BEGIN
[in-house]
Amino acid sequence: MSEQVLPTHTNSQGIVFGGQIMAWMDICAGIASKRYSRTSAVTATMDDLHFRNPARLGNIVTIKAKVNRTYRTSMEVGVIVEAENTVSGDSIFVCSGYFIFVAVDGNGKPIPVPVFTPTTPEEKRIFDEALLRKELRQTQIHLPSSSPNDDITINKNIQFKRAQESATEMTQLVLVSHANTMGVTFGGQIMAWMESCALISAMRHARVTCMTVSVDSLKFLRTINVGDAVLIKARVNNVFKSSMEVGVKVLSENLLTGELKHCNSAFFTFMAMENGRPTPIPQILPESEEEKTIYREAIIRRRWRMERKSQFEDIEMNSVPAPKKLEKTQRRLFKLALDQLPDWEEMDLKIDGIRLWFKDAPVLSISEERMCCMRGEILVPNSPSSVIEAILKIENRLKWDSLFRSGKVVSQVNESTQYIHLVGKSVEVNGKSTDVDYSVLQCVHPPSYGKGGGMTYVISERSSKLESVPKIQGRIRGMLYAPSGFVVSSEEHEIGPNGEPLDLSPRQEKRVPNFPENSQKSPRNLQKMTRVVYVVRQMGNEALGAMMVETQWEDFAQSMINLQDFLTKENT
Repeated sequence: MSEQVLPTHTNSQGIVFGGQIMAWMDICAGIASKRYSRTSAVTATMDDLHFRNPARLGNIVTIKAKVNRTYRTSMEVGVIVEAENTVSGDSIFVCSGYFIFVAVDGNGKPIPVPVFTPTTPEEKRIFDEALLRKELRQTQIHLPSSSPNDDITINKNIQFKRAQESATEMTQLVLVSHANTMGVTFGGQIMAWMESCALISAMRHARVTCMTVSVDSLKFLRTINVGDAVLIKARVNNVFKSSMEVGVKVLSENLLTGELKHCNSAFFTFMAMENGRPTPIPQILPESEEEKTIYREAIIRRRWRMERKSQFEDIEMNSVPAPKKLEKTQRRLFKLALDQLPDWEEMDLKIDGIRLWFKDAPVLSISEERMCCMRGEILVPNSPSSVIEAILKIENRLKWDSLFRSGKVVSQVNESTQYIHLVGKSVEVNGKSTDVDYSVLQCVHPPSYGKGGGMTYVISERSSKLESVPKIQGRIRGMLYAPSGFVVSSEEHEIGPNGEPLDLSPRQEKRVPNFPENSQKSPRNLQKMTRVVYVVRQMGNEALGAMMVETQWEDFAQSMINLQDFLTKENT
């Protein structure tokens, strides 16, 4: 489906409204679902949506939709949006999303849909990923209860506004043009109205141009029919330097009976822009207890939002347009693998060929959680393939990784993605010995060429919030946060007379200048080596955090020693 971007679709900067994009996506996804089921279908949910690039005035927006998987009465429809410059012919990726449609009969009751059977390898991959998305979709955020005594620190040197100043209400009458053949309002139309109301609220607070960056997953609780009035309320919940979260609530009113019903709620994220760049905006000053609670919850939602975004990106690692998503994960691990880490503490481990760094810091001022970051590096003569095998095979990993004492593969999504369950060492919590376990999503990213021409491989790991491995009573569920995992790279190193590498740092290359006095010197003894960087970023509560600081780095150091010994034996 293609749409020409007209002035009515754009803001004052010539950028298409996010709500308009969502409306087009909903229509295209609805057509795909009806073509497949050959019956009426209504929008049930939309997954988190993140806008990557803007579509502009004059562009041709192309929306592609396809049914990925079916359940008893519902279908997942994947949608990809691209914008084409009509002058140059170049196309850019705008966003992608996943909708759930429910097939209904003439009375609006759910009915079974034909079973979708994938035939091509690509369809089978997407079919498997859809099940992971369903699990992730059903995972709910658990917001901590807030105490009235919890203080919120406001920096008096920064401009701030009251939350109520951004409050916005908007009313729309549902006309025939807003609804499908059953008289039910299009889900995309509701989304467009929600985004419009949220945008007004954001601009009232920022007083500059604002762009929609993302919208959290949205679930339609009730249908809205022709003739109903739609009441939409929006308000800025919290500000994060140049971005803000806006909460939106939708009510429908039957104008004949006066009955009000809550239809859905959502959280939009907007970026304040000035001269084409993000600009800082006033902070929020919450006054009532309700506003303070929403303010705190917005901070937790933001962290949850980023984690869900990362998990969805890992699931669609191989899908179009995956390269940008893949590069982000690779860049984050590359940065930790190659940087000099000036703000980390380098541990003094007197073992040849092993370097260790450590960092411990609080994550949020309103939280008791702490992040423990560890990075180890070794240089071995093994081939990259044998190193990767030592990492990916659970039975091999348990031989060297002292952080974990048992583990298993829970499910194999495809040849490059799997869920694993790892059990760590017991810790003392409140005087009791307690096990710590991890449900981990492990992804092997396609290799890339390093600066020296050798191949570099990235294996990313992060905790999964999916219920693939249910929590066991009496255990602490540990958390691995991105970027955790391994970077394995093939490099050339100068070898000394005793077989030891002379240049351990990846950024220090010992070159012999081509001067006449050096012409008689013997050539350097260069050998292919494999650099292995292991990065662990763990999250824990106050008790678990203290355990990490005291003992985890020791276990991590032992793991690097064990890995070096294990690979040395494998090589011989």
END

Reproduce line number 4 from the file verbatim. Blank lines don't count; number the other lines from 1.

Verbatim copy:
């Protein structure tokens, strides 16, 4: 489906409204679902949506939709949006999303849909990923209860506004043009109205141009029919330097009976822009207890939002347009693998060929959680393939990784993605010995060429919030946060007379200048080596955090020693 971007679709900067994009996506996804089921279908949910690039005035927006998987009465429809410059012919990726449609009969009751059977390898991959998305979709955020005594620190040197100043209400009458053949309002139309109301609220607070960056997953609780009035309320919940979260609530009113019903709620994220760049905006000053609670919850939602975004990106690692998503994960691990880490503490481990760094810091001022970051590096003569095998095979990993004492593969999504369950060492919590376990999503990213021409491989790991491995009573569920995992790279190193590498740092290359006095010197003894960087970023509560600081780095150091010994034996 293609749409020409007209002035009515754009803001004052010539950028298409996010709500308009969502409306087009909903229509295209609805057509795909009806073509497949050959019956009426209504929008049930939309997954988190993140806008990557803007579509502009004059562009041709192309929306592609396809049914990925079916359940008893519902279908997942994947949608990809691209914008084409009509002058140059170049196309850019705008966003992608996943909708759930429910097939209904003439009375609006759910009915079974034909079973979708994938035939091509690509369809089978997407079919498997859809099940992971369903699990992730059903995972709910658990917001901590807030105490009235919890203080919120406001920096008096920064401009701030009251939350109520951004409050916005908007009313729309549902006309025939807003609804499908059953008289039910299009889900995309509701989304467009929600985004419009949220945008007004954001601009009232920022007083500059604002762009929609993302919208959290949205679930339609009730249908809205022709003739109903739609009441939409929006308000800025919290500000994060140049971005803000806006909460939106939708009510429908039957104008004949006066009955009000809550239809859905959502959280939009907007970026304040000035001269084409993000600009800082006033902070929020919450006054009532309700506003303070929403303010705190917005901070937790933001962290949850980023984690869900990362998990969805890992699931669609191989899908179009995956390269940008893949590069982000690779860049984050590359940065930790190659940087000099000036703000980390380098541990003094007197073992040849092993370097260790450590960092411990609080994550949020309103939280008791702490992040423990560890990075180890070794240089071995093994081939990259044998190193990767030592990492990916659970039975091999348990031989060297002292952080974990048992583990298993829970499910194999495809040849490059799997869920694993790892059990760590017991810790003392409140005087009791307690096990710590991890449900981990492990992804092997396609290799890339390093600066020296050798191949570099990235294996990313992060905790999964999916219920693939249910929590066991009496255990602490540990958390691995991105970027955790391994970077394995093939490099050339100068070898000394005793077989030891002379240049351990990846950024220090010992070159012999081509001067006449050096012409008689013997050539350097260069050998292919494999650099292995292991990065662990763990999250824990106050008790678990203290355990990490005291003992985890020791276990991590032992793991690097064990890995070096294990690979040395494998090589011989």